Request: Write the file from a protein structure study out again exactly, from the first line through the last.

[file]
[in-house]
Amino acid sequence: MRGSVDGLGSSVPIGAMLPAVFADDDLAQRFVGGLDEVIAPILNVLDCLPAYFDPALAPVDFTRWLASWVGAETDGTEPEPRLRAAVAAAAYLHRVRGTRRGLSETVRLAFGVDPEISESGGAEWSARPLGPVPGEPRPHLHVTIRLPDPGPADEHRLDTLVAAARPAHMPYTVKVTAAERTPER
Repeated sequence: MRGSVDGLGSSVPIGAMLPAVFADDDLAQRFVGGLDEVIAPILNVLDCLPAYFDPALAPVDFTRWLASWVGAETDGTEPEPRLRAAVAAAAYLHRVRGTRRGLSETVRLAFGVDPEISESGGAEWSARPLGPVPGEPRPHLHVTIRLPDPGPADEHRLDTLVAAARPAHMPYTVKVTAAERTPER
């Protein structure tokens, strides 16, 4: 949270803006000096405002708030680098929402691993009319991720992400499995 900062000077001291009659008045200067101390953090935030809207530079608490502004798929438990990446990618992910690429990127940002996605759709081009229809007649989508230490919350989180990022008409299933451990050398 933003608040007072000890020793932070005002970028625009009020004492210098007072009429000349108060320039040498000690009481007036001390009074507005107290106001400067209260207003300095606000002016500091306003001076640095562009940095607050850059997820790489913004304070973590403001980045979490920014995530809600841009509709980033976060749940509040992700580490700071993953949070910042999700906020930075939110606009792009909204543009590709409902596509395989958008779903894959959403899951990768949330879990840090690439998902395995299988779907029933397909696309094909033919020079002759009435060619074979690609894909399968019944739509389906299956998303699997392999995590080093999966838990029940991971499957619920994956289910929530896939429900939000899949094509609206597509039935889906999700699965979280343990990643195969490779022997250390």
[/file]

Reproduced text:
[in-house]
Amino acid sequence: MRGSVDGLGSSVPIGAMLPAVFADDDLAQRFVGGLDEVIAPILNVLDCLPAYFDPALAPVDFTRWLASWVGAETDGTEPEPRLRAAVAAAAYLHRVRGTRRGLSETVRLAFGVDPEISESGGAEWSARPLGPVPGEPRPHLHVTIRLPDPGPADEHRLDTLVAAARPAHMPYTVKVTAAERTPER
Repeated sequence: MRGSVDGLGSSVPIGAMLPAVFADDDLAQRFVGGLDEVIAPILNVLDCLPAYFDPALAPVDFTRWLASWVGAETDGTEPEPRLRAAVAAAAYLHRVRGTRRGLSETVRLAFGVDPEISESGGAEWSARPLGPVPGEPRPHLHVTIRLPDPGPADEHRLDTLVAAARPAHMPYTVKVTAAERTPER
């Protein structure tokens, strides 16, 4: 949270803006000096405002708030680098929402691993009319991720992400499995 900062000077001291009659008045200067101390953090935030809207530079608490502004798929438990990446990618992910690429990127940002996605759709081009229809007649989508230490919350989180990022008409299933451990050398 933003608040007072000890020793932070005002970028625009009020004492210098007072009429000349108060320039040498000690009481007036001390009074507005107290106001400067209260207003300095606000002016500091306003001076640095562009940095607050850059997820790489913004304070973590403001980045979490920014995530809600841009509709980033976060749940509040992700580490700071993953949070910042999700906020930075939110606009792009909204543009590709409902596509395989958008779903894959959403899951990768949330879990840090690439998902395995299988779907029933397909696309094909033919020079002759009435060619074979690609894909399968019944739509389906299956998303699997392999995590080093999966838990029940991971499957619920994956289910929530896939429900939000899949094509609206597509039935889906999700699965979280343990990643195969490779022997250390």